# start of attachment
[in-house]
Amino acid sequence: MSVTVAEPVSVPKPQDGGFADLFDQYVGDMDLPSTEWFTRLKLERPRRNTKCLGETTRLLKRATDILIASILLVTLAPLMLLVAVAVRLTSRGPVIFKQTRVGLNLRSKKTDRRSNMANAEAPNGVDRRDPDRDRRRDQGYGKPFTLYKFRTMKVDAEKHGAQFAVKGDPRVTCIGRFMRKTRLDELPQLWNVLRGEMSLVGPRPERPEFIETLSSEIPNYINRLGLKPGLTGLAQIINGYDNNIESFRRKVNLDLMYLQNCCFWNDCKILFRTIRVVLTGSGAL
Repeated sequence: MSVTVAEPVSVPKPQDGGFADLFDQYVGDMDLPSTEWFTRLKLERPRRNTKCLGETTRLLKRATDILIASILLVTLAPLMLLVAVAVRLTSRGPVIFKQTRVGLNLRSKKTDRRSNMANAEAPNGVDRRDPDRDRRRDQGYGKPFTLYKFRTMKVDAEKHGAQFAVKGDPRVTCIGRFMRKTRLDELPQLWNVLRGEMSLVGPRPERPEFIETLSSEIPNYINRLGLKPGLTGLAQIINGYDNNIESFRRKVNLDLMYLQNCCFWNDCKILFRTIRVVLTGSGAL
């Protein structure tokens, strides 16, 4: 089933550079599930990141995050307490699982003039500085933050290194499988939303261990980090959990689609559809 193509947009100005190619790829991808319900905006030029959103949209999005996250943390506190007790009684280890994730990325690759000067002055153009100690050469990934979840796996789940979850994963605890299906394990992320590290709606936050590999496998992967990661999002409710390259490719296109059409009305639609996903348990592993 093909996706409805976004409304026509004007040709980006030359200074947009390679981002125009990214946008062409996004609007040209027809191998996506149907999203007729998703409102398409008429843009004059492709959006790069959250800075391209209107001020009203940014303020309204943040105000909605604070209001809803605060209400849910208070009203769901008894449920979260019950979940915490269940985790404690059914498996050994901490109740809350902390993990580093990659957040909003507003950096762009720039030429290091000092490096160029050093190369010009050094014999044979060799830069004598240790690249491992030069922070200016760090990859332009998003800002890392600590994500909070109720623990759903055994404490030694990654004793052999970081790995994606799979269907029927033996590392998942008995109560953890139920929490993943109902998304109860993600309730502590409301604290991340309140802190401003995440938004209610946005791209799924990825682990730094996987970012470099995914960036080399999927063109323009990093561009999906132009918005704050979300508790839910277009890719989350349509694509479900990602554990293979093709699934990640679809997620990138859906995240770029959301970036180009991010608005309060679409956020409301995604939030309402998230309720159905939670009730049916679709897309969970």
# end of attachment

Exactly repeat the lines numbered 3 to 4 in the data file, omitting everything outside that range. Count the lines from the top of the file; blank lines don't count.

Repeated sequence: MSVTVAEPVSVPKPQDGGFADLFDQYVGDMDLPSTEWFTRLKLERPRRNTKCLGETTRLLKRATDILIASILLVTLAPLMLLVAVAVRLTSRGPVIFKQTRVGLNLRSKKTDRRSNMANAEAPNGVDRRDPDRDRRRDQGYGKPFTLYKFRTMKVDAEKHGAQFAVKGDPRVTCIGRFMRKTRLDELPQLWNVLRGEMSLVGPRPERPEFIETLSSEIPNYINRLGLKPGLTGLAQIINGYDNNIESFRRKVNLDLMYLQNCCFWNDCKILFRTIRVVLTGSGAL
């Protein structure tokens, strides 16, 4: 089933550079599930990141995050307490699982003039500085933050290194499988939303261990980090959990689609559809 193509947009100005190619790829991808319900905006030029959103949209999005996250943390506190007790009684280890994730990325690759000067002055153009100690050469990934979840796996789940979850994963605890299906394990992320590290709606936050590999496998992967990661999002409710390259490719296109059409009305639609996903348990592993 093909996706409805976004409304026509004007040709980006030359200074947009390679981002125009990214946008062409996004609007040209027809191998996506149907999203007729998703409102398409008429843009004059492709959006790069959250800075391209209107001020009203940014303020309204943040105000909605604070209001809803605060209400849910208070009203769901008894449920979260019950979940915490269940985790404690059914498996050994901490109740809350902390993990580093990659957040909003507003950096762009720039030429290091000092490096160029050093190369010009050094014999044979060799830069004598240790690249491992030069922070200016760090990859332009998003800002890392600590994500909070109720623990759903055994404490030694990654004793052999970081790995994606799979269907029927033996590392998942008995109560953890139920929490993943109902998304109860993600309730502590409301604290991340309140802190401003995440938004209610946005791209799924990825682990730094996987970012470099995914960036080399999927063109323009990093561009999906132009918005704050979300508790839910277009890719989350349509694509479900990602554990293979093709699934990640679809997620990138859906995240770029959301970036180009991010608005309060679409956020409301995604939030309402998230309720159905939670009730049916679709897309969970």